Sethyr dozed on and off before being jarred awake by the motion of the wagon once again began jouncing along the road. She sneezed from the renewed cloud of dust kick up by caravan as it traveled down the road.

“Dust or mud,” she said in Brayden’s direction. “I’m not sure which the worst choice is. When you have one you prefer the other.”

“Aye, isn’t that the fate of all mortals?” Brayden answered, a mordant note in his voice.

“So, how far to Kath from here?”

“A day at the most. Vijhan should start smelling it any time now.” Brayden snickered.

The Canid’s head turned, peering at Brayden.

“Smell it? A day away?” Vijhan asked.

Brayden nodded. “Yes. I’m afraid we humans often ‘soil the nest’, so to speak.”

“I have heard that monkey fling dung. It must run in the family,” Sethyr added.

Brayden laughed. “You could be right. I just wanted to prepare our friend here that his fine snout may soon be under assault.”

Vijhan smiled. “Not to worry. To my folk things don’t really smell bad, simply more or less interesting.”

“If that is the case, you should find a Human city very interesting…in an olfactory sense,” Sethyr said.

The actual crossroads came into view from where Sethyr sat atop the wagon. The main road they were heading toward was obviously much wider and better constructed than the hard packed road the traveled on. It was topped by uniformly sized cobbles made from grey stone. Where the two rougher thoroughfares split from it, an ornately carved stone plinth stood, marking the end of Kath’s influence and responsibility. A stone bust of a fat, jovial looking fellow stood atop the plinth, seeming to welcome all to the territory of Kath.

“Who is the grinning imbecile up there?” Sethyr asked, pointing at the stone bust.

Brayden craned his neck to see where the mage pointed. “That is Jombie, the patriarch of Kath. He founded the place a few hundred years ago. His line died out ten years before I was born. The Regent rules there now.”

“So why is his statue still up there?”

“He and his family were very popular. The common folk still celebrate his birthday here in Kath.”

“I suppose that irritates the Regent to no end,” Sethyr said.

The conversation died away as they neared the plinth. As they passed, a shabbily dressed fellow who leaned against the plinth eyed Brayden and Sethyr suspiciously. After their wagon passed he uncrossed his arms and then began to walk with the caravan. He slowly closed the distance between himself and the wagon they were riding in. He soon caught up and looked around to see if anyone else was nearby.

“Oi, you. Up on the wagon,” he hissed.

Sethyr sat up and peered at the man.

“Yes?” She answered.

“Not you, scale-face. The bloke.”

Sethyr reached over and poked Brayden with her claw. The protector started from his dozing.

“What…what is it?”

“I believe this gentleman would like a bit of your time,” Sethyr said as she pointed down at the man hurrying along next to the wagon.

Brayden sat up, peering down at the man.

“How may I aid you, friend?” he asked.

“Are you a Protector?” The man answered.

“Yes, I am. Are you in need of my healing touch?” Brayden looked the man over. He did not have any obvious injuries or infirmities.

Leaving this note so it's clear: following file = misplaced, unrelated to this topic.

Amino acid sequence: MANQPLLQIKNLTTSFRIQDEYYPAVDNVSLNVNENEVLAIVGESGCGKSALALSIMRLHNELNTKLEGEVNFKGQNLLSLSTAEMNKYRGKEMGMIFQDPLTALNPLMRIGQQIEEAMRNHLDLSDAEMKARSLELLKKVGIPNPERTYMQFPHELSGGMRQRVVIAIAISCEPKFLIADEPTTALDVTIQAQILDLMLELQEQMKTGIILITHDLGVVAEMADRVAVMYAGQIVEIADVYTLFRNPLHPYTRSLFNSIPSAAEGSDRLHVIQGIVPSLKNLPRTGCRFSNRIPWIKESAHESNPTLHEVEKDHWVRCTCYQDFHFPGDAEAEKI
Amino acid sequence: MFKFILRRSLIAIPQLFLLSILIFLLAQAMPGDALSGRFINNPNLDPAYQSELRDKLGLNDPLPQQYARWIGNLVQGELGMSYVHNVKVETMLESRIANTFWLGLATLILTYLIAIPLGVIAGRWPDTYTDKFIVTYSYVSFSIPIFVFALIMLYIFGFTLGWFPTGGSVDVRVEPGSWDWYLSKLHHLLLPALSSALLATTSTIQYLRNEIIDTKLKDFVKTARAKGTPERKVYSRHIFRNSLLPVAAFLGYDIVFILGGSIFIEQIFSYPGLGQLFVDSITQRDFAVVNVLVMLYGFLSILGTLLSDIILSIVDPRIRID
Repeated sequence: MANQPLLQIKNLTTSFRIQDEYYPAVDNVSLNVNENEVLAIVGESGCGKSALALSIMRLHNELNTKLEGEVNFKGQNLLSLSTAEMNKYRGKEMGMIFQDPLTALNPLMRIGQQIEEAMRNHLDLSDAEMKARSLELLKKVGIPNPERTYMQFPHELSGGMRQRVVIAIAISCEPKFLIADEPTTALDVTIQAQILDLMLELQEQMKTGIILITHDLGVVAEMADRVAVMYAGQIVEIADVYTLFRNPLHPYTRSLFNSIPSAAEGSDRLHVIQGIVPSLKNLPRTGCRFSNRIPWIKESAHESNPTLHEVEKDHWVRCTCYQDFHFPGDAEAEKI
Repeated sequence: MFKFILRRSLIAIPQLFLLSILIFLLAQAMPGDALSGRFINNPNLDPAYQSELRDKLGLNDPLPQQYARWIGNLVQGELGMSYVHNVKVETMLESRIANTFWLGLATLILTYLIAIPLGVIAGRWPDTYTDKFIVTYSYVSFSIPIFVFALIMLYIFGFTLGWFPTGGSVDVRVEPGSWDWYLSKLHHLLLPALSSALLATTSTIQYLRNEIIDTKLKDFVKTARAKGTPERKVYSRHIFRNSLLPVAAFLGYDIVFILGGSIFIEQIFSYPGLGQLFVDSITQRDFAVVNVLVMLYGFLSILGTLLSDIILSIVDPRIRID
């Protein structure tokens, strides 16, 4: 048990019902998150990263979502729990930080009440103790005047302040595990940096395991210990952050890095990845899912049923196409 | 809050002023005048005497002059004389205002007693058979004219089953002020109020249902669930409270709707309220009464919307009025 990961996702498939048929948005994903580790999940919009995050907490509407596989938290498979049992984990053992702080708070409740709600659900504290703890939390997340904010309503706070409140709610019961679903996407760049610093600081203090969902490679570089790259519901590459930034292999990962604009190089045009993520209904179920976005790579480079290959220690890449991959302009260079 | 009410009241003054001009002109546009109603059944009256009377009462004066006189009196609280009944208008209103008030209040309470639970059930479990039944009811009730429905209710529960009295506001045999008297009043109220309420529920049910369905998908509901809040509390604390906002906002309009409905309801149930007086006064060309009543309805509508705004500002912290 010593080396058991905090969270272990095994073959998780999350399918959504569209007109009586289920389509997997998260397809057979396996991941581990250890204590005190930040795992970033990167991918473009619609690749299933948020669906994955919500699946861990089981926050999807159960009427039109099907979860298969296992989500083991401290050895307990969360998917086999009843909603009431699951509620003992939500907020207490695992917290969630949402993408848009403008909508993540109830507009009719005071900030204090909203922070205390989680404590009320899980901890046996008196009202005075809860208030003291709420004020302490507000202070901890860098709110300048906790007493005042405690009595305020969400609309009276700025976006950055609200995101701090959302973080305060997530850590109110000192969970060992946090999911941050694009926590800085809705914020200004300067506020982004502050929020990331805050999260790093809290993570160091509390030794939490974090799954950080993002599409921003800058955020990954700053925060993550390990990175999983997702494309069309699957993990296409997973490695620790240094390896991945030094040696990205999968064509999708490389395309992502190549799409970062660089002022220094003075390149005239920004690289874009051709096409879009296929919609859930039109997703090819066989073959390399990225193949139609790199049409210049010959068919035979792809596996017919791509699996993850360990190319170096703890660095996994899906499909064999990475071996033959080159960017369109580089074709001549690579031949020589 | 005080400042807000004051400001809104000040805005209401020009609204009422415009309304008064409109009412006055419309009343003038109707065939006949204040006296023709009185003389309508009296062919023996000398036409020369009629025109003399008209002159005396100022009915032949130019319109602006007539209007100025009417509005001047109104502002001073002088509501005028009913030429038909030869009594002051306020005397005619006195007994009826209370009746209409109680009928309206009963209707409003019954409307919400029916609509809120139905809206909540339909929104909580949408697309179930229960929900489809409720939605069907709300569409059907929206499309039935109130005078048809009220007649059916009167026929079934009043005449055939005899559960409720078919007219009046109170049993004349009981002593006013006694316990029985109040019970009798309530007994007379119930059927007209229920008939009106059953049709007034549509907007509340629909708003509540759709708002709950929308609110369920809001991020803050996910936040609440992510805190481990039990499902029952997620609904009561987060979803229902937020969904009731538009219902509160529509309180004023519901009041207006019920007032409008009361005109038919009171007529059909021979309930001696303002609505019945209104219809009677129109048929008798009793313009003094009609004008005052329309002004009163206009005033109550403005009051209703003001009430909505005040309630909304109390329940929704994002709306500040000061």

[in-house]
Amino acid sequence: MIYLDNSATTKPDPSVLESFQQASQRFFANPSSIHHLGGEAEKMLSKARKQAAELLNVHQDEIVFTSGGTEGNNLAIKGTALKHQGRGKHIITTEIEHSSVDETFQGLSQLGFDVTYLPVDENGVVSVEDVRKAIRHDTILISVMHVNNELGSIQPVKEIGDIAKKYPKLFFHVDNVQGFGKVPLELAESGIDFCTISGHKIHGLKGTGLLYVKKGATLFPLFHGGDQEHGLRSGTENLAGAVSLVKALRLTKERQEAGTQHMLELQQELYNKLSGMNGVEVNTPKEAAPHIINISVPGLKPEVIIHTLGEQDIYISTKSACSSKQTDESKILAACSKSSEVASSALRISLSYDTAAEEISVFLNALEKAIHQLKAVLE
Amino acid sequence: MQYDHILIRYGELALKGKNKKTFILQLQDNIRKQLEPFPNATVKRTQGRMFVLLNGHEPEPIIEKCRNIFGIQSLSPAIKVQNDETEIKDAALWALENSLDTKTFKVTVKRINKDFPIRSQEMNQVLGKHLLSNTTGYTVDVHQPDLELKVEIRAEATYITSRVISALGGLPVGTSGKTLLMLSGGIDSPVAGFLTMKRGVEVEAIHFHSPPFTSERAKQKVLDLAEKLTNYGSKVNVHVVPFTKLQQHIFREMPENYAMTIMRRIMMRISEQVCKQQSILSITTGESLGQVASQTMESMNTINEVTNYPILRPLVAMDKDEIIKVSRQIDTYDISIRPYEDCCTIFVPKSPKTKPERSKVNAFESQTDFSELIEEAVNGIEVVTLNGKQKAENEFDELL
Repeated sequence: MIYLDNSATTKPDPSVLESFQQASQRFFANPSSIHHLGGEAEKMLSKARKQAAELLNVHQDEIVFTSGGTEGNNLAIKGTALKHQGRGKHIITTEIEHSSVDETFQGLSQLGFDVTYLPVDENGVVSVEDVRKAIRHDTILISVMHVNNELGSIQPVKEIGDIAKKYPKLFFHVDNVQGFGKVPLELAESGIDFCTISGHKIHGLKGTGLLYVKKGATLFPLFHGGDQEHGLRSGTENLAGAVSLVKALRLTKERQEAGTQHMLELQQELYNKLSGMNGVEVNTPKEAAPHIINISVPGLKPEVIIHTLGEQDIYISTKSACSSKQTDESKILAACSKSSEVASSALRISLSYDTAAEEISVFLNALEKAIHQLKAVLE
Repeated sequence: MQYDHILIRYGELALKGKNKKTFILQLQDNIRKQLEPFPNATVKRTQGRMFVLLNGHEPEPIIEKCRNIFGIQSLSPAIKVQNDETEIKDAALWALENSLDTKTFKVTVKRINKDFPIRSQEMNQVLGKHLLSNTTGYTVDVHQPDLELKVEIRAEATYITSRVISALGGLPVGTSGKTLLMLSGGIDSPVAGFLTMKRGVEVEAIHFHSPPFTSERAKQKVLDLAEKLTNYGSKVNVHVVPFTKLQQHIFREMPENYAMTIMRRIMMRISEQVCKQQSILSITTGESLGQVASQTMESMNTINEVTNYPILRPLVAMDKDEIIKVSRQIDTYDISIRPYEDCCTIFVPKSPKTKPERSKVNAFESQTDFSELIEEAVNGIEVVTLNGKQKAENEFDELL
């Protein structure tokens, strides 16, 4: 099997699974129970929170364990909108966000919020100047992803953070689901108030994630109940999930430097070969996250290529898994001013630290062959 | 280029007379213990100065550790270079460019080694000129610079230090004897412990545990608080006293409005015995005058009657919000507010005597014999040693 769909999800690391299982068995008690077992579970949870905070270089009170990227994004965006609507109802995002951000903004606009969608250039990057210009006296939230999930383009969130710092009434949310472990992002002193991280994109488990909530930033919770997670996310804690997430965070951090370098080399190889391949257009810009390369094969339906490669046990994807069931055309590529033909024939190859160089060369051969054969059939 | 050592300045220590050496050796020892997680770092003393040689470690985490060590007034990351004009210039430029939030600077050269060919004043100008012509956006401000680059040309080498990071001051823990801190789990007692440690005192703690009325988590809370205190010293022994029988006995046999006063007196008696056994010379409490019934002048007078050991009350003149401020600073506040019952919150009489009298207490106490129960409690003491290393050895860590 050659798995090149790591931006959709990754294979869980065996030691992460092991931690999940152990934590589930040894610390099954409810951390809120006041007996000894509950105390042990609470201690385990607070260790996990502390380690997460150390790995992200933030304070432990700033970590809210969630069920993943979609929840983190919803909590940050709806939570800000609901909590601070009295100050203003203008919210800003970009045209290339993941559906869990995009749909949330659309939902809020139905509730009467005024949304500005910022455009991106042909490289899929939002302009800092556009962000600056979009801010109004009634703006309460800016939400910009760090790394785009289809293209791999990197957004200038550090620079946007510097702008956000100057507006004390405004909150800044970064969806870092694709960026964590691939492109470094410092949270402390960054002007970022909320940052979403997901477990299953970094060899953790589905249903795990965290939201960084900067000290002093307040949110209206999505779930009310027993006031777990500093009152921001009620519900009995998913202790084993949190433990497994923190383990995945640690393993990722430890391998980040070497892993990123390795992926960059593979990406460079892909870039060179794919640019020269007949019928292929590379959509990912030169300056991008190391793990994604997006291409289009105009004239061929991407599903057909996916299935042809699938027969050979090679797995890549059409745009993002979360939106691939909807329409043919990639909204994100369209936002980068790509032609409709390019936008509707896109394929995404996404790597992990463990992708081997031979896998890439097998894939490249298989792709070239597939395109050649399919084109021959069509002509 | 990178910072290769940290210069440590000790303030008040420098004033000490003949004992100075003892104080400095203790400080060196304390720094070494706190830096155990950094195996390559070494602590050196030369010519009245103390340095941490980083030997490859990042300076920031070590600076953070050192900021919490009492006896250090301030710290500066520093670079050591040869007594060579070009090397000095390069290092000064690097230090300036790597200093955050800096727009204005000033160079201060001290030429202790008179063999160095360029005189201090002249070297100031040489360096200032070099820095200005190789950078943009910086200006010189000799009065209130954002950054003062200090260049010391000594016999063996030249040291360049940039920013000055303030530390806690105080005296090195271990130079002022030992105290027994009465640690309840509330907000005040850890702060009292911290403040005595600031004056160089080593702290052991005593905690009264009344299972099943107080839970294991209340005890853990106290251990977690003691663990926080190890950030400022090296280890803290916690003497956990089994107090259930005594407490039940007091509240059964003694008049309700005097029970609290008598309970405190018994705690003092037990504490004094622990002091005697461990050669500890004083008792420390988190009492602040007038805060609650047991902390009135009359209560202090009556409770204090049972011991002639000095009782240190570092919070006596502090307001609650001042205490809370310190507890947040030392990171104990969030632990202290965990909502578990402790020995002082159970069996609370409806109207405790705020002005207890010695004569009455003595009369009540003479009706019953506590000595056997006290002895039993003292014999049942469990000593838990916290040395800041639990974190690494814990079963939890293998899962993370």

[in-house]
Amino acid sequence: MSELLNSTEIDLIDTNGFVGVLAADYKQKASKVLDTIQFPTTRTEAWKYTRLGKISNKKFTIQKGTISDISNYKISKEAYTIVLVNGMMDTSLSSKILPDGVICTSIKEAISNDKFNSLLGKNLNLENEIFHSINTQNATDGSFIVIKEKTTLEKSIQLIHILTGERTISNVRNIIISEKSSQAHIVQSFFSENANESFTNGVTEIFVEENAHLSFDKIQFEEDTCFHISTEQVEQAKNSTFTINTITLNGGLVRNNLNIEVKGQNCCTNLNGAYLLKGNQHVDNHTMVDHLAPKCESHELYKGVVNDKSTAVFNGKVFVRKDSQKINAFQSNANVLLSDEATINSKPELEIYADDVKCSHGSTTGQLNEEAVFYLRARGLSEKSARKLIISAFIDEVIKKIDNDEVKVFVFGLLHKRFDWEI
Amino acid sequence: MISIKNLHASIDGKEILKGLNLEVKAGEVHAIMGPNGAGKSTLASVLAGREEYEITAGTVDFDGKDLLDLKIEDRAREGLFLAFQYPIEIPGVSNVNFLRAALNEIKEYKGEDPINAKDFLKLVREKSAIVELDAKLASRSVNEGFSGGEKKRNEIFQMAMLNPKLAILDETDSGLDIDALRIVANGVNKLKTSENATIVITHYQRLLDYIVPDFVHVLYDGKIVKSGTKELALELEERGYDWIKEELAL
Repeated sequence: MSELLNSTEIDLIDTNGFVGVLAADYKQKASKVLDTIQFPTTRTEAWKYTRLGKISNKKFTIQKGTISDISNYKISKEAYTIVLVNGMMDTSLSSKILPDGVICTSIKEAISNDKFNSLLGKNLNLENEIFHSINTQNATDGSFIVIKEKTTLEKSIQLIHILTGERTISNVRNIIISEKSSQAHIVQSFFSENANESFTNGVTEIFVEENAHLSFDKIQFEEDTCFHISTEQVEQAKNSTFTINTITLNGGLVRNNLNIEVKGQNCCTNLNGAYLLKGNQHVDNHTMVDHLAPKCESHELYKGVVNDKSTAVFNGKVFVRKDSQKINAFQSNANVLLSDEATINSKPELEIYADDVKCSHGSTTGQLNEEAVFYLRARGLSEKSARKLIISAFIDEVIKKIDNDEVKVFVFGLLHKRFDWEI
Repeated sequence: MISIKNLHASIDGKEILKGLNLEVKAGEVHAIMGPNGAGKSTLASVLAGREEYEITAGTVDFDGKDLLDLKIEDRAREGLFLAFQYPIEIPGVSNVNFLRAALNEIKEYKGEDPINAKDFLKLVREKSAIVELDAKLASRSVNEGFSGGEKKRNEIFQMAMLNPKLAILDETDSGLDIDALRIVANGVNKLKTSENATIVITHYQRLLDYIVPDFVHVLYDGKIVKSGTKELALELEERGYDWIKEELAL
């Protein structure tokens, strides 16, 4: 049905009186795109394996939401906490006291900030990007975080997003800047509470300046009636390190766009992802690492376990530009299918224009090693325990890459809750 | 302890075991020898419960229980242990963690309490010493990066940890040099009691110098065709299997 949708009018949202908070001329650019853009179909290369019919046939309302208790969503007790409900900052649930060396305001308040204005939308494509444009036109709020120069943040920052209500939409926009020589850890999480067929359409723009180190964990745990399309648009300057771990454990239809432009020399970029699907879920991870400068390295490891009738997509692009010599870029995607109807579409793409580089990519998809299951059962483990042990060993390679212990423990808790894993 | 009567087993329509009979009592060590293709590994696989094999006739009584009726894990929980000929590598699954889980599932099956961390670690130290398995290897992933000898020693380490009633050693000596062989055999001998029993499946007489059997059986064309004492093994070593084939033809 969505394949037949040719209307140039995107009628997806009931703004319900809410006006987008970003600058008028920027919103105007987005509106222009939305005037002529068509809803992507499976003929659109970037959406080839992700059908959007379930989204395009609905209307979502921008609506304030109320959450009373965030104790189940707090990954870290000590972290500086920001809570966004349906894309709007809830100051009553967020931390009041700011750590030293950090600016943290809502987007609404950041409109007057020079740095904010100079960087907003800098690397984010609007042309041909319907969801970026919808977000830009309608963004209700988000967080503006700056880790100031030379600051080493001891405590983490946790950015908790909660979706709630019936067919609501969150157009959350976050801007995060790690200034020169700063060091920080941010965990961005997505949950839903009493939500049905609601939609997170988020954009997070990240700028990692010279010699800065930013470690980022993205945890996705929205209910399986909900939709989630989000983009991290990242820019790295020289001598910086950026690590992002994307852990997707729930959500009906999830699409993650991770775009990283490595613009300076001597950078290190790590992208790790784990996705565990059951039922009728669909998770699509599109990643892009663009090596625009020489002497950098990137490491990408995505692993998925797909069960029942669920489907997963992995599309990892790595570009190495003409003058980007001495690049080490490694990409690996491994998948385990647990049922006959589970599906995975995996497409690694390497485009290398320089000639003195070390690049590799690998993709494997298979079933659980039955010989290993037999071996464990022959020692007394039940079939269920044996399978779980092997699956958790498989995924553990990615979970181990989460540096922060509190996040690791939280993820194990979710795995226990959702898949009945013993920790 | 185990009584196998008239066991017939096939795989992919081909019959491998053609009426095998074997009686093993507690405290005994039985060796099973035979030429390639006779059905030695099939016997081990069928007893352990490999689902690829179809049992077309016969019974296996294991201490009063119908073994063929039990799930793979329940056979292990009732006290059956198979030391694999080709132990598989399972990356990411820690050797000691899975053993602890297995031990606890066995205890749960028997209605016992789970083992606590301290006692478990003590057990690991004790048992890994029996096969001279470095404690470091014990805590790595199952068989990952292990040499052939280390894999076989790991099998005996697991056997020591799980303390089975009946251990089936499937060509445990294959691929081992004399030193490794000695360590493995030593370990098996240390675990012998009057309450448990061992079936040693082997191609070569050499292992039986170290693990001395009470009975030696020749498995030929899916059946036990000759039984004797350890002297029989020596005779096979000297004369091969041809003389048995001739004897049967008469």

“No, I supposed to give you a message.”

“A message? From who?” Brayden asked.

“A friend in Kath.”

“A friend, you say? I’m afraid that you may have me confused with someone else. I really don’t know many people in Kath.”

“I was supposed to deliver the message to a Protector who was traveling with a lizard. That must be you,” the man explained. “They said you had a dog too, but I guess they meant him,” the man pointed at Vijhan.

Sethyr hissed at the man, irritated at being called a lizard. The man pointedly ignored her ire.

“So, what is this message?” Brayden asked.

“I’m just supposed to give you this. Beyond that, I’ve no inkling.” The man tossed an oilskin bundle up to Brayden who deftly snatched it out of the air. The man immediately jogged away, quickly outdistancing the slow moving caravan.

The Protector looked it over, but found no markings or clues to its contents. He began to unwrap the packet, untying the leather bindings. Sethyr leaned closer, hoping to catch a glimpse of the contents.

Once open, the packet revealed a scrap of rough parchment folded over a large bronze key. The key was scarred and covered in a patina, but still looked quite functional. Brayden unfolded the parchment and began to read. Sethyr scooted closer and read the parchment over his shoulder.

“Danger lurks, waiting for you at the gates of Kath. For reasons unknown to me, Helgrim the darker seeks you and your companions. This key unlocks swineherd’s gate. It has not been used officially for many years but should serve you well. Seek it five hundred paces east of Northgate. Using this you should be able to slip their traces.”

The words were written in precise, blocky letters and the letter was unsigned. Whoever their possible ally was, they chose not o reveal themselves yet. Sethyr surmised that even if their new enemies were watching the Northgate for their arrival, their new allies would be watching the Swineherd’s gate carefully.

The caravan trundled on steadily, bringing closer the decision of how to use this unforeseen and troubling bit of information.

No comments: